from the Philippines do not exceed the statutory requirements for 
negligibility, Petitioners allege and provide supporting evidence that 
these imports will imminently exceed the negligibility threshold.\22\ 
Petitioners' arguments are consistent with the statutory criteria for 
``negligibility in threat analysis'' under section 771(24)(A)(iv) of 
the Act, which provides that imports shall not be treated as negligible 
if there is a potential that subject imports from a country will 
imminently exceed the statutory requirements for negligibility.
---------------------------------------------------------------------------

    \22\ See Volume I of the Petitions, at 17-18 and Exhibits I-7 
and I-8; see also General Issues Supplement, at 9-10.
---------------------------------------------------------------------------

    Petitioners contend that the industry's injured condition is 
illustrated by reduced market share; underselling and price suppression 
or depression; lost sales and revenues; reduced shipments and a plant 
closure leading to job losses; increased inventories and inventory 
overhang in the U.S. market; and decline in profitability.\23\ We 
assessed the allegations and supporting evidence regarding material 
injury, threat of material injury, and causation, and we determined 
that these allegations are properly supported by adequate evidence and 
meet the statutory requirements for initiation.\24\
---------------------------------------------------------------------------

    \23\ See Volume I of the Petitions, at 12-23 and Exhibit I-6 
through I-9; see also General Issues Supplement, at 6-10 and 
Exhibits I-11, I-13 and I-15.
    \24\ See Oman AD Initiation Checklist, Pakistan AD Initiation 
Checklist, Philippines AD Initiation Checklist, UAE AD Initiation 
Checklist, and Vietnam AD Initiation Checklist, at Attachment III, 
Analysis of Allegations and Evidence of Material Injury and 
Causation for the Antidumping and Countervailing Duty Petitions 
Covering Circular Welded Carbon-Quality Steel Pipe from the 
Sultanate of Oman, Pakistan, the Republic of the Philippines, the 
United Arab Emirates, and the Socialist Republic of Vietnam.
---------------------------------------------------------------------------

Allegations of Sales at Less Than Fair Value

    The following is a description of the allegations of sales at less 
than fair value upon which the Department based its decision to 
initiate AD investigations of imports of circular welded pipe from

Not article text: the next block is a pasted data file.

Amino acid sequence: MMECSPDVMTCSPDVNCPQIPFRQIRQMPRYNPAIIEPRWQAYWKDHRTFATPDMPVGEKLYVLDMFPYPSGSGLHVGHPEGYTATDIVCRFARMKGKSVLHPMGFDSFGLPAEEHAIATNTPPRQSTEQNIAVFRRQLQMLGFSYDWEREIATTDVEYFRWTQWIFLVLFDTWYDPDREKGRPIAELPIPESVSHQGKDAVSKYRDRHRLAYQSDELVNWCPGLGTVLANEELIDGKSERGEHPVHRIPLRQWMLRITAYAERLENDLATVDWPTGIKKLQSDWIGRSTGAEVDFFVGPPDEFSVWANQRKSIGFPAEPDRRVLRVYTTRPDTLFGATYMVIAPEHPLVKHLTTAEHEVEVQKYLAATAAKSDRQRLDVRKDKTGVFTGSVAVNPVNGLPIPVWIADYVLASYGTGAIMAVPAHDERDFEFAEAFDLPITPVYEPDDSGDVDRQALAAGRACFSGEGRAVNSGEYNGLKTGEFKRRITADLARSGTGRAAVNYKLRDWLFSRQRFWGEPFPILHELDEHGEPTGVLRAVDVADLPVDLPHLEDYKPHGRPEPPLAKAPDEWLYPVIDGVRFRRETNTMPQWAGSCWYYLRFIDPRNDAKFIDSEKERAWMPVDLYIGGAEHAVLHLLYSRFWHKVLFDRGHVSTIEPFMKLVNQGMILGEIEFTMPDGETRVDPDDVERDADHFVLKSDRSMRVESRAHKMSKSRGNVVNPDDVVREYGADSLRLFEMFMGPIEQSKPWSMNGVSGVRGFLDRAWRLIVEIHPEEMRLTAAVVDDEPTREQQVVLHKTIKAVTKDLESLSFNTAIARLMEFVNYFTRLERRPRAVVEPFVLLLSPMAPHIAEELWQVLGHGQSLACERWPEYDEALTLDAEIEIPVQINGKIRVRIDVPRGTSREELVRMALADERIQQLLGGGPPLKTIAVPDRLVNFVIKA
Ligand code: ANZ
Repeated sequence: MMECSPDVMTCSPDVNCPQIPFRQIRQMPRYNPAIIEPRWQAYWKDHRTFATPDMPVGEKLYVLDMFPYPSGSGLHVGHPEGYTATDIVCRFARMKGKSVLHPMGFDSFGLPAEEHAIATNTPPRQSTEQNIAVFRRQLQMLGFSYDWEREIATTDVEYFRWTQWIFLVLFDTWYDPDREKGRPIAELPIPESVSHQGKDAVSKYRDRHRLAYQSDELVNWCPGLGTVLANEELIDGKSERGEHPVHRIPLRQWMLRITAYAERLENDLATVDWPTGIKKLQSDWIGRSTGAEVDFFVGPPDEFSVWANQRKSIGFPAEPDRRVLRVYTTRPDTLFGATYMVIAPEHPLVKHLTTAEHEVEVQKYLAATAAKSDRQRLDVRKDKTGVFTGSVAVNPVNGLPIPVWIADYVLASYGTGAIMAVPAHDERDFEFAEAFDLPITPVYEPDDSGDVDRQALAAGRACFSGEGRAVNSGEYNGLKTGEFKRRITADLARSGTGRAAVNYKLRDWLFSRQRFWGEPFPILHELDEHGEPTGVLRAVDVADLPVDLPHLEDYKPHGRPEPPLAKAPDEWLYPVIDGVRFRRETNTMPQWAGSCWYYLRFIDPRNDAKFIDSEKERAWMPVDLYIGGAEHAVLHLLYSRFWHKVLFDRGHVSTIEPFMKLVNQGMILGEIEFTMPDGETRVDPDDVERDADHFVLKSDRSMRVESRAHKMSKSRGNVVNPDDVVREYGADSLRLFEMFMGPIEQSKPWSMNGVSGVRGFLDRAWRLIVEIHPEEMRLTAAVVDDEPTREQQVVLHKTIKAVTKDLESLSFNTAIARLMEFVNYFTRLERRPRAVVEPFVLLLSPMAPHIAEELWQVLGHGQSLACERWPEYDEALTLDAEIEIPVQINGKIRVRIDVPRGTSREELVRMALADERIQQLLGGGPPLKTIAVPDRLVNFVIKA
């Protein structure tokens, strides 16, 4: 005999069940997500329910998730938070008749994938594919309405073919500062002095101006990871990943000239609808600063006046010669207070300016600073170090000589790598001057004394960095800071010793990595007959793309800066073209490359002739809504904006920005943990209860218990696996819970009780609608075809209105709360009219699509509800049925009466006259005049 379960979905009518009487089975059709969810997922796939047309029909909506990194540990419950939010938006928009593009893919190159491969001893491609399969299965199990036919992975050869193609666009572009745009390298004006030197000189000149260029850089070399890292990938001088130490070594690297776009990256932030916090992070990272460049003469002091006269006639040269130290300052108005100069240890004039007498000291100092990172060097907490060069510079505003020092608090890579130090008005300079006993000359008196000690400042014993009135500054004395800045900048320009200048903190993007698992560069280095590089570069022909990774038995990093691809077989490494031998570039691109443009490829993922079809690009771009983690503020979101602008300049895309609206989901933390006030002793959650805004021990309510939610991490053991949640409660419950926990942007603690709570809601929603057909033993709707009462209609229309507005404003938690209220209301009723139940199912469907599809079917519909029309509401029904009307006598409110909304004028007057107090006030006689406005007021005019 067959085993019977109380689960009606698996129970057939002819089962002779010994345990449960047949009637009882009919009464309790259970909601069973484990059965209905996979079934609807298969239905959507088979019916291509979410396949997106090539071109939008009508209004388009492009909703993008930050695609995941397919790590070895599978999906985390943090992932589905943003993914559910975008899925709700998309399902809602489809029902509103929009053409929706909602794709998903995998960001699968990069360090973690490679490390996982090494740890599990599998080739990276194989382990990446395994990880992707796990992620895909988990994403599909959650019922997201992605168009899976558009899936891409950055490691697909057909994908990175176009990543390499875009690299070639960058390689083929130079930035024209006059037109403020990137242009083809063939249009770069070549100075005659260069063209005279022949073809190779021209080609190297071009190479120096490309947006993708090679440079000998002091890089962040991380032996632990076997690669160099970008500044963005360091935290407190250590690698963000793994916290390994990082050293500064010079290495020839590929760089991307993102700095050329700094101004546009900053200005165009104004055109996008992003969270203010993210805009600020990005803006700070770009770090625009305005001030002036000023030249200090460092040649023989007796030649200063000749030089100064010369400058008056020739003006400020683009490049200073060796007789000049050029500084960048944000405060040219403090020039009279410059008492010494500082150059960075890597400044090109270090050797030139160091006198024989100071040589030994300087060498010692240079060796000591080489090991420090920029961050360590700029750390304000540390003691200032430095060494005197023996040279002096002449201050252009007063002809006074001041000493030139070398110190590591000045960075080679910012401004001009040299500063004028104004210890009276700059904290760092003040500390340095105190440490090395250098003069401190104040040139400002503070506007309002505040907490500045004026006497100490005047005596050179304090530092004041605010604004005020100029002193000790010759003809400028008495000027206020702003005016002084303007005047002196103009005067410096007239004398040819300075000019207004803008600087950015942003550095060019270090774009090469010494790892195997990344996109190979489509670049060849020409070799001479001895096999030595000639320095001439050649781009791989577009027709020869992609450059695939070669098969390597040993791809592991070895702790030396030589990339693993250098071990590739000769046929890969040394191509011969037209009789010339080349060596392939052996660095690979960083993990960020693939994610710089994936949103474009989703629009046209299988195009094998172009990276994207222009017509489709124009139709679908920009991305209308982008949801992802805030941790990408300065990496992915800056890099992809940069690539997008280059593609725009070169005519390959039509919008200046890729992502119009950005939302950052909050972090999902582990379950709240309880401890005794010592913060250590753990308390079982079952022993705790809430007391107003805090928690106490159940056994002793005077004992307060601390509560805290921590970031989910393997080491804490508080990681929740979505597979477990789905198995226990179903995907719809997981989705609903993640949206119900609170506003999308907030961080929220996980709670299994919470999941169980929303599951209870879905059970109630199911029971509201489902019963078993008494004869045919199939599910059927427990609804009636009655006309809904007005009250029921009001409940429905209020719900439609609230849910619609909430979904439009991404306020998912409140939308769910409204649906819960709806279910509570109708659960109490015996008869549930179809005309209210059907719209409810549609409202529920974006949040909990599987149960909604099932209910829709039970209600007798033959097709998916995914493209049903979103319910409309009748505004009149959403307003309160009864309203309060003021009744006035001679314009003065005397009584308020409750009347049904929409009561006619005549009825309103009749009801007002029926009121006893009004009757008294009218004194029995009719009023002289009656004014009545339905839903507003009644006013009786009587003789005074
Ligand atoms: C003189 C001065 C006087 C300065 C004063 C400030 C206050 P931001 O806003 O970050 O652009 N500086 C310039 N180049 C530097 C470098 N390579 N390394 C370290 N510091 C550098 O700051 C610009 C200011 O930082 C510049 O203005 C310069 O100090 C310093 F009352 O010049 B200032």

Oman, Pakistan, the Philippines, the UAE, and Vietnam. The sources of 
data for the deductions and adjustments relating to U.S. price and 
normal value (NV) are discussed in greater detail in the country-
specific initiation checklists.

Export Price

    For Oman, Pakistan, the Philippines, the UAE, and Vietnam, 
Petitioners based export price (EP) U.S. prices on average unit values 
(AUVs) of U.S. imports from those countries.\25\ Where applicable, 
Petitioners made deductions from U.S. price for movement expenses 
consistent with the delivery terms.\26\
---------------------------------------------------------------------------

    \25\ See Oman AD Initiation Checklist, Pakistan AD Initiation 
Checklist, Philippines AD Initiation Checklist, UAE AD Initiation 
Checklist, and Vietnam AD Initiation Checklist.
    \26\ See Pakistan AD Initiation Checklist and Philippines AD 
Initiation Checklist.
---------------------------------------------------------------------------

Normal Value

    For Oman, Pakistan, the Philippines, and the UAE, Petitioners 
provided home market price information obtained through market research 
for circular welded pipe produced, and offered for sale, in each of 
these countries.\27\ For all four of these countries, Petitioners 
provided an affidavit or declaration from a market researcher for the 
price information.\28\ Petitioners made no adjustments to the offer 
prices to calculate NV for Oman, Pakistan, or UAE, as no adjustments 
were warranted by the terms associated with the offers.\29\ With regard 
to the Philippines, Petitioners made deductions for value added taxes 
and other expenses, consistent with the terms of sale.\30\
---------------------------------------------------------------------------

    \27\ See Oman AD Initiation Checklist, Pakistan AD Initiation 
Checklist, Philippines AD Initiation Checklist, and UAE AD 
Initiation Checklist.
    \28\ Id.; see also Memorandum to the File, ``Telephone Call to 
Foreign Market Researcher,'' on each of the country-specific 
records, dated November 6, 2015 (Oman), November 5, 2015 (Pakistan), 
November 6, 2015 (the Philippines), and November 6, 2015 (the UAE).
    \29\ See Oman AD Initiation Checklist, Pakistan AD Initiation 
Checklist, and UAE AD Initiation Checklist.
    \30\ See Philippines AD Initiation Checklist.
---------------------------------------------------------------------------

    For Oman, the Philippines, and the UAE, Petitioners provided 
information that sales of circular welded pipe in the respective home 
markets were made at prices below the cost of production (COP). For 
these countries, Petitioners calculated NV based on constructed value 
(CV).\31\ For further discussion of COP and NV based on CV, see below.
---------------------------------------------------------------------------

    \31\ See Oman AD Initiation Checklist, Philippines AD Initiation 
Checklist, and UAE AD Initiation Checklist.
---------------------------------------------------------------------------